In Plato’s cave allegory we are bound and can only see images of the shadows cast by statues of real things. As we free our minds, we first discover that we are looking at mere images, shadows. Next we discover that the shadows are cast not by the real but by statues, imitations of the ideals which they represent. Only when we emerge from the cave do we discover the world of real things.
with apologies to Joseph Kossuth
The day after we went to Paris Photo we went to the Musée d’Art Moderne de Paris and got tickets to the Zoe Leonard exhibit, Al río / To the River, recommended by classmates who had seen it the day before. It’s an immense show that goes on and on for rooms and rooms, vast expanses of white space, perhaps conveyed by the images above. We arrived late morning and were, initially, the only ones there, other than the guards. I was almost more impressed at the opportunity to wander through the vast, empty white space of the museum (reminiscent of my trips to NY’s Metropolitan as a kid, when it was often so empty you could go bowling without disturbing anyone) than I was by the photographs.
The images look at the US/Mexico border area, as loosely defined by the Rio Grande/Bravo. On each wall is a series of pictures, looking at a particular scene, over the course of time (seconds, or minutes, I would guess). Some of these are very affecting; cumulatively, they certainly are. But I was unable to guess at the reason for some of them. One entire room was dedicated to pictures of the swirling water taken, perhaps, over the side of a bridge. While they are far from identical, they are all the same. Another follows a man on horse from a distance, behind, as he travels a short way. The final room is a series of color pictures of a laptop showing security footage of people crossing a barbed-wire-surrounded bridge. No indication of whether this is a public website, or if she’d been granted access to a security control room. Beyond the brochure materials about the exhibit (shown at the link above) there are no placards, captions or other text to explain what you’re looking at or why – which is, in itself, a kind of statement, I suppose. I confess, I didn’t quite know what to make of it. Of course, the same might be said of my series of images of the exhibit.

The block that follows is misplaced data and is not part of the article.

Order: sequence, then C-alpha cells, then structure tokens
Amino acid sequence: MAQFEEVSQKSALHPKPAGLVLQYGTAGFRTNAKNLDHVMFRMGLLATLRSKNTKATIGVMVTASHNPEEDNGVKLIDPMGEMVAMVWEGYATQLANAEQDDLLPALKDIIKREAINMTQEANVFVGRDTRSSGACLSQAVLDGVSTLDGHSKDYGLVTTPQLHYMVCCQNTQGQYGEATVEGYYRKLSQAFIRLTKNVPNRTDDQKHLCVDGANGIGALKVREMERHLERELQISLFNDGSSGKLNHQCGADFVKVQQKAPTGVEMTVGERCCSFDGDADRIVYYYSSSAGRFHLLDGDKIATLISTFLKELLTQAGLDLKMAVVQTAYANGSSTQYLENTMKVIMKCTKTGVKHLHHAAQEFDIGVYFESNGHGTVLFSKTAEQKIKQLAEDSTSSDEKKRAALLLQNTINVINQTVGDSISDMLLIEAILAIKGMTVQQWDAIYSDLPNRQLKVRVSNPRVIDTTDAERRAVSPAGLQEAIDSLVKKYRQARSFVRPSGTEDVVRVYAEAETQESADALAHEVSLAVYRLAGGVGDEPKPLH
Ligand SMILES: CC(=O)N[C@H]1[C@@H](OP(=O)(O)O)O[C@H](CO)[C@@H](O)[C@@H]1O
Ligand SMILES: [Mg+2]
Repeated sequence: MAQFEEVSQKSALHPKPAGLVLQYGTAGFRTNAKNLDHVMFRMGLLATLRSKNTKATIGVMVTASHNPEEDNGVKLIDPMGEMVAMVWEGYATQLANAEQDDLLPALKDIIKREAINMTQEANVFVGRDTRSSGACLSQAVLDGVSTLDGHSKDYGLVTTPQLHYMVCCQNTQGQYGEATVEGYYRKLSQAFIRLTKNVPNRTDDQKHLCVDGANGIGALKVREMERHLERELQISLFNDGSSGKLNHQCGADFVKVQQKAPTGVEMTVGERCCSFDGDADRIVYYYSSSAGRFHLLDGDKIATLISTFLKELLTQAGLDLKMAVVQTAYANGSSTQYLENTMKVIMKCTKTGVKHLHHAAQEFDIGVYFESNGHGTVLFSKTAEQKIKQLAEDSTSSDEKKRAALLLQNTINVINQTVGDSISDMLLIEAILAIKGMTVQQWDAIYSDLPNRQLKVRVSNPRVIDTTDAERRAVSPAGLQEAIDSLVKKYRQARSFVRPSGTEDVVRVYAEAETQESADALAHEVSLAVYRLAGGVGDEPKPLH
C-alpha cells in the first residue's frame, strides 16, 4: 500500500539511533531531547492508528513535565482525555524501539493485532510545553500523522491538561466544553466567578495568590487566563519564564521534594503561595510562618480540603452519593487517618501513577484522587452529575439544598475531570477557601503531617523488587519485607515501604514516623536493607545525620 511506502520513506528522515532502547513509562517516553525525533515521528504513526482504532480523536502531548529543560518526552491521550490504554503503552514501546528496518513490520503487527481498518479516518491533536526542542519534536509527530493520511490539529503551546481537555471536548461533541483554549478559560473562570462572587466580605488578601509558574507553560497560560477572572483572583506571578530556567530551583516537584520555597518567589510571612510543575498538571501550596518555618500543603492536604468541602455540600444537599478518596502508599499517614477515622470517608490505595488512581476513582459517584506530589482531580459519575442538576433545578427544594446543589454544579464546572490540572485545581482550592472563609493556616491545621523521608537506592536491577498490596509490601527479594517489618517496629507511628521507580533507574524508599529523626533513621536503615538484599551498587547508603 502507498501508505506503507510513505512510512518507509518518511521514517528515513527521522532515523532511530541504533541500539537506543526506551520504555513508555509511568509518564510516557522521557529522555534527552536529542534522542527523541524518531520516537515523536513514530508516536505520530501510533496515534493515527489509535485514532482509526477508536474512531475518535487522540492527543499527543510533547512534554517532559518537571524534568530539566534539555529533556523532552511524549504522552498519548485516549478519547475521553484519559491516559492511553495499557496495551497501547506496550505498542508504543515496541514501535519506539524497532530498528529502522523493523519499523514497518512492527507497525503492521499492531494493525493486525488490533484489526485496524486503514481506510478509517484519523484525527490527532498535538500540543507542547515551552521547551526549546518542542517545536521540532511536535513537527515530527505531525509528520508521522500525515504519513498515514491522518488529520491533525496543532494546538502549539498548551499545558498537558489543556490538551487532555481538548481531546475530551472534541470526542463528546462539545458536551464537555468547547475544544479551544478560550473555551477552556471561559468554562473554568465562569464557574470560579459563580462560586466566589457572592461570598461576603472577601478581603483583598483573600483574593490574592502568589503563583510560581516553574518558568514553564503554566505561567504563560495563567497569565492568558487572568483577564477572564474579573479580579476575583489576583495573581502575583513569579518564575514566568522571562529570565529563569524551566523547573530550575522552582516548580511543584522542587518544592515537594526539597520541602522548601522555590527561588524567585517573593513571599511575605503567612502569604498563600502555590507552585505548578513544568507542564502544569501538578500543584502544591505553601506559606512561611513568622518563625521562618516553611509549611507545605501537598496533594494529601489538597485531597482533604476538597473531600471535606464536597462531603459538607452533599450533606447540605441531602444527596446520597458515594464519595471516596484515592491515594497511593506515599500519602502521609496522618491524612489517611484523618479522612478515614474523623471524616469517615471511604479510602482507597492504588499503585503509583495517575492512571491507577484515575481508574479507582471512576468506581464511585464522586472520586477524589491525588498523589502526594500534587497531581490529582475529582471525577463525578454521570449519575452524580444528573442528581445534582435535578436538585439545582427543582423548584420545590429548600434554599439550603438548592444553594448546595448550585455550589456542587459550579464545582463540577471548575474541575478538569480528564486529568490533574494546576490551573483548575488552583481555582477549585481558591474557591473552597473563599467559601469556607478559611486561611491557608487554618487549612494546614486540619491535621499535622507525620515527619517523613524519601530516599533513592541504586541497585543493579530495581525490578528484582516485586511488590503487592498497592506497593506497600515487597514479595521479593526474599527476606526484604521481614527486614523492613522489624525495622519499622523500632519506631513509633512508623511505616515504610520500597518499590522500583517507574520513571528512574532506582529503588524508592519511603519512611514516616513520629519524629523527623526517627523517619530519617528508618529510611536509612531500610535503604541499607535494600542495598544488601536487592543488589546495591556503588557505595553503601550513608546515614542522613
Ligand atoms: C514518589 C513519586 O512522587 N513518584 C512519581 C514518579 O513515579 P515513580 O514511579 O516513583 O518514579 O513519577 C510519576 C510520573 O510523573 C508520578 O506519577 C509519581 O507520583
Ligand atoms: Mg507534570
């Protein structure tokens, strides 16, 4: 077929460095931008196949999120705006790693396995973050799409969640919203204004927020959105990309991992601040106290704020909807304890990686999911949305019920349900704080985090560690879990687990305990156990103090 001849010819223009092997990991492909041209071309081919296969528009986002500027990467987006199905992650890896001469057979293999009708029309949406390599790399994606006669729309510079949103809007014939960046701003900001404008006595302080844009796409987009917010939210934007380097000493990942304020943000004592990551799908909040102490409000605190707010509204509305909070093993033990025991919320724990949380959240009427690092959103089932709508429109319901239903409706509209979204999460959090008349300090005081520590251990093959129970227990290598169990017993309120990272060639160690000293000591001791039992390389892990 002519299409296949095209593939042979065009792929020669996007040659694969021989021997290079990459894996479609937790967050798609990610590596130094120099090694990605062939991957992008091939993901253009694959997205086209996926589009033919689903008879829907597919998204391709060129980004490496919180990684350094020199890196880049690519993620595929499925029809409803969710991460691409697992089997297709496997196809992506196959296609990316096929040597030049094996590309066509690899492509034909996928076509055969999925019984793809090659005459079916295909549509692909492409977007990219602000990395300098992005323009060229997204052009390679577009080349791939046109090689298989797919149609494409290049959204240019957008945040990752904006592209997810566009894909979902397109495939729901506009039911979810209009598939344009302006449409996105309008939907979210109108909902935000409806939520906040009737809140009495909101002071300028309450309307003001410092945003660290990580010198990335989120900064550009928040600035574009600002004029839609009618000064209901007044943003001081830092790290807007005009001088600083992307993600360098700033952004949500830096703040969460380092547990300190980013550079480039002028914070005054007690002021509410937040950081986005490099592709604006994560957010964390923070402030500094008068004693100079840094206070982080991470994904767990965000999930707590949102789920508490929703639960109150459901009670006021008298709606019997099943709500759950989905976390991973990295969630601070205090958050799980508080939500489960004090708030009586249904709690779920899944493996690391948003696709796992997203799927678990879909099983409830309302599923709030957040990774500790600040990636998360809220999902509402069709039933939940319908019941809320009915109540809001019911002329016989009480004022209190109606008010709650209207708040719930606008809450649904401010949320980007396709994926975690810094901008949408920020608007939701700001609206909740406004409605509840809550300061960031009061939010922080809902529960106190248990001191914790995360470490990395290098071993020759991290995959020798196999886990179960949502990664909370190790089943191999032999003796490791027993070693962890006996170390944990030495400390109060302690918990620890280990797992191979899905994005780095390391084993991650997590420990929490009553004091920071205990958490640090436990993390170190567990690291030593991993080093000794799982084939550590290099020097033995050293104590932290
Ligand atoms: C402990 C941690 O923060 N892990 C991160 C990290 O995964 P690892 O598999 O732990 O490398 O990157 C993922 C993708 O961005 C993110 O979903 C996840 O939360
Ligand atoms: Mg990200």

As always, click any image to see them all full-size.
These pillars link the Palais de Tokyo to the Musée d’Art Moderne de Paris. I was struck by the strong light behind them, the wide shadows they were casting and how the shadows linked to the row of all black motorcycles but I couldn’t quite find the angle I wanted.
Some more candidates for the Pound haiku?
Some scaffolds on the Trocadero steps. Love locks seem to be popular – souvenir hawkers have them at the ready.
In the harsh midday light, I thought this might make a decent, high contrast, black & white image, if rather pedestrian.
Everywhere we went in Paris (and we were mostly in the touristy 16th Arrondissement), there were people photographing themselves by the Seine, particularly engaged couples with professional photographers along, especially with the Seine and the Eiffel Tower in the background. This woman was walking with a companion and a photographer and stopped to get photographed with the swan.
*with apologies to Joseph Kossuth
Came upon this interesting, fabric-textured ceramic, so I took a shot of it; then pulled back for some context so one could see the wall of the bridge support it was on, then pulled back even more so one can see where that bridge is. I couldn’t find any information on what it was, who its creator was or anything. Beautiful. Click any of the images to see them all enlarged to full size.
Another possible candidate for the haiku project?